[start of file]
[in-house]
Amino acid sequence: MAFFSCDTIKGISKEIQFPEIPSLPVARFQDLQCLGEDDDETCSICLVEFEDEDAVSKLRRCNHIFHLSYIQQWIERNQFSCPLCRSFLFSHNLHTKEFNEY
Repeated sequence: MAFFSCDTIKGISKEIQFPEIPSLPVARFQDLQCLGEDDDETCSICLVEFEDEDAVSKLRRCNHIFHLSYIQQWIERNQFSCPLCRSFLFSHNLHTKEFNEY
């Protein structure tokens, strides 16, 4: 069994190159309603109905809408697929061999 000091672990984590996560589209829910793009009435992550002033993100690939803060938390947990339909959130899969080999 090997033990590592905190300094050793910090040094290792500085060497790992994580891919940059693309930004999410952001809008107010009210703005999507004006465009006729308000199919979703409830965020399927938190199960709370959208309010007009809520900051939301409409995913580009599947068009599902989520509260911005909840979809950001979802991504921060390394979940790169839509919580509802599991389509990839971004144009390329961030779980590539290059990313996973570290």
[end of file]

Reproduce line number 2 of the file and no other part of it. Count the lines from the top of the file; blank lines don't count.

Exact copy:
Amino acid sequence: MAFFSCDTIKGISKEIQFPEIPSLPVARFQDLQCLGEDDDETCSICLVEFEDEDAVSKLRRCNHIFHLSYIQQWIERNQFSCPLCRSFLFSHNLHTKEFNEY